One of the keys to living a long and fruitful life is to honour your father and mother. This is the first of the Ten Commandments that has a promised attached to it.


However wrong our parents might have been, it is still important that we honour them. Do you honour your parents? How do you honour them? Is there anything that you can do to honour them more than you do at present?


Bible Reading: John 18:28-19:16

Pontius Pilate came face to face with Jesus Christ and had to make the decision of what he would do with Him. Like Pilate, we all have to make important decisions in life, but none is more important than the decision of what we will do with Jesus. Let’s look at the some of the facts concerning Pilate’s confrontation with Jesus.

Firstly, Pilate had never encountered a prisoner like Jesus before. The Bible says that Pilate marveled at Jesus because He did not answer even a word [Matthew 27:14]. Every other prisoner desperately pleaded their innocence and tried to sway his judgment, but not Jesus. He remained silent. The prophecy of Isaiah was fulfilled, that Jesus was led as a lamb to the slaughter, and as a sheep before its shearers is silent, so he opened not His mouth [Isaiah 53:7].

Secondly, Pilate recognised that Jesus was innocent. Twice he said, “I find no fault in this man” [John 18:38; 19:4]. He even knew that Jesus had been brought to him on a false accusation. He knew that Jews wanted Jesus killed because of envy [Matthew 27:16]. Pilate even asked the crowd when they demanded that Jesus be crucified, “Why, what evil has he done?” [Matthew 27:23].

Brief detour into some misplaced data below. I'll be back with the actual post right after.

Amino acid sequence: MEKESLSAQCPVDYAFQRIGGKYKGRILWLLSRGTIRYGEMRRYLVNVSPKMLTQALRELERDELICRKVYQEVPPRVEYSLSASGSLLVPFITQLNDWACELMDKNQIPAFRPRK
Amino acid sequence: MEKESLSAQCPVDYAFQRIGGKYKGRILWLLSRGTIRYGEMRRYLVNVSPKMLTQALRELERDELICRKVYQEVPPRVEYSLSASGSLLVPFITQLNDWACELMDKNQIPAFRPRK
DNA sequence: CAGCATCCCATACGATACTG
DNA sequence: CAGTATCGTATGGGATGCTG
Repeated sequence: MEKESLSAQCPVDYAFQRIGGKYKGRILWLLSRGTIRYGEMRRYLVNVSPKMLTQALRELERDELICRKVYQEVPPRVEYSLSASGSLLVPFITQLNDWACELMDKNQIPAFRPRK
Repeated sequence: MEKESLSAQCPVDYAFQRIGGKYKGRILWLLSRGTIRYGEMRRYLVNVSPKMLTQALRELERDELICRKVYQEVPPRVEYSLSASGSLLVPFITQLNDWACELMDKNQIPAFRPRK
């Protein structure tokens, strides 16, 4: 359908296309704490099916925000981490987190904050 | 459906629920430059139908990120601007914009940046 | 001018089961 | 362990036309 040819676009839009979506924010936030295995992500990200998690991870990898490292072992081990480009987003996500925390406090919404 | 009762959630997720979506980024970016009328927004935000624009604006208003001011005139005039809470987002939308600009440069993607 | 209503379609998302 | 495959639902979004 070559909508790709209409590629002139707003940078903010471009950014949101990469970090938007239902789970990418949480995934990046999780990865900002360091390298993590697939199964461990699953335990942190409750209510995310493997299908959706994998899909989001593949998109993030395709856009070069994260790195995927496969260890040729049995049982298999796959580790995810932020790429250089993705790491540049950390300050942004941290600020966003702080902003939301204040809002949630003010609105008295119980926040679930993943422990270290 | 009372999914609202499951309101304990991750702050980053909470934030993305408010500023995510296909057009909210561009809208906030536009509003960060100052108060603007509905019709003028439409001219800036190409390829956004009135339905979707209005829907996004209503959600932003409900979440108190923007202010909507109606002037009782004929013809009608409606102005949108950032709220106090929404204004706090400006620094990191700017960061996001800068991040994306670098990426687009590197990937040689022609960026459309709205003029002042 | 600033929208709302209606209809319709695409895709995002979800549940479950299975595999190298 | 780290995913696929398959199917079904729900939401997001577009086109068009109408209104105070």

Thirdly, recognising that Jesus was innocent, Pilate tried to find an excuse to release Jesus by using the custom that one prisoner would be released at the Passover [John 18:39]. Pilate really was trying to get out of having to make a decision about what to do with Jesus.

Fourthly, Pilate’s wife sent him a message saying, “Have nothing to do with that just Man, for I have suffered many things today in a dream because of Him” [Matthew 27:19].

Fifthly, seeing that he could not prevail against the crowd, Pilate washed his hands in front of them, saying, “I am innocent of the blood of this just Person” [Matthew 27:24]. What did Pilate do with Jesus? He had scourged and delivered Him to be crucified [John 19:26; Matthew 27:26]. Finally, Pilate insisted that Jesus be given the title, “JESUS OF NAZARETH, THE KING OF THE JEWS” [John 19:19-22]. Not Pilate’s King, but a King!

Jesus was very gracious to Pilate, and told him that he had no power over Jesus except it was given to Him from above, and in that sense the sin of the Jews was greater than that of Pilate [John 19:11]. That might even have appeared to Pilate as a get out clause, but sin, either lesser or greater is still sin and will be judged.

In the final analysis Pilate chose to reject Jesus. Perhaps he did not recognise Jesus as the Redeemer and Saviour of the world. Ultimately there was no compassion, recognition of personal sin, or denial of self. Instead his decision was one based on the fear of men’s opinions of him, and of losing his political power. He lost it anyway, was recalled to Rome, and died an untimely death.


What are some of the reasons why people might reject Jesus today?

Would you take time to study in depth, with an open heart and mind, the life, death and resurrection of Jesus, and make your own decision about what you will do with Him?


Bible Reading: John 18:12-14, 19-28; Matthew 11:28-30